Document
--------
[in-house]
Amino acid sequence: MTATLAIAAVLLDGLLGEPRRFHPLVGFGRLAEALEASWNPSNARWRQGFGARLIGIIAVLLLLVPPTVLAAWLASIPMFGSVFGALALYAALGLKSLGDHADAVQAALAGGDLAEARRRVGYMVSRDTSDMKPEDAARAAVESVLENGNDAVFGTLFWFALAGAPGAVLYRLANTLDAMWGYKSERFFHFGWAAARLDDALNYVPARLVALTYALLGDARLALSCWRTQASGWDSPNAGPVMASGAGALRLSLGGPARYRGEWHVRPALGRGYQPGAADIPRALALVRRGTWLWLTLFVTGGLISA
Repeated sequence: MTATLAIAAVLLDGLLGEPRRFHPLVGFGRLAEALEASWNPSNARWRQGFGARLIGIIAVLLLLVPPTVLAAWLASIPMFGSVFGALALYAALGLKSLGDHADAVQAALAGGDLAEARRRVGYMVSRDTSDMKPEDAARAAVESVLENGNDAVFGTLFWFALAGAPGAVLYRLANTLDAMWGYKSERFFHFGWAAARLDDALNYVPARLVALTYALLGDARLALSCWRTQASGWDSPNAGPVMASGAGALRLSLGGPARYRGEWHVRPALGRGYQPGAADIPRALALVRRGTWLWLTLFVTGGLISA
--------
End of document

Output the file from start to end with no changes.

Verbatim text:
[in-house]
Amino acid sequence: MTATLAIAAVLLDGLLGEPRRFHPLVGFGRLAEALEASWNPSNARWRQGFGARLIGIIAVLLLLVPPTVLAAWLASIPMFGSVFGALALYAALGLKSLGDHADAVQAALAGGDLAEARRRVGYMVSRDTSDMKPEDAARAAVESVLENGNDAVFGTLFWFALAGAPGAVLYRLANTLDAMWGYKSERFFHFGWAAARLDDALNYVPARLVALTYALLGDARLALSCWRTQASGWDSPNAGPVMASGAGALRLSLGGPARYRGEWHVRPALGRGYQPGAADIPRALALVRRGTWLWLTLFVTGGLISA
Repeated sequence: MTATLAIAAVLLDGLLGEPRRFHPLVGFGRLAEALEASWNPSNARWRQGFGARLIGIIAVLLLLVPPTVLAAWLASIPMFGSVFGALALYAALGLKSLGDHADAVQAALAGGDLAEARRRVGYMVSRDTSDMKPEDAARAAVESVLENGNDAVFGTLFWFALAGAPGAVLYRLANTLDAMWGYKSERFFHFGWAAARLDDALNYVPARLVALTYALLGDARLALSCWRTQASGWDSPNAGPVMASGAGALRLSLGGPARYRGEWHVRPALGRGYQPGAADIPRALALVRRGTWLWLTLFVTGGLISA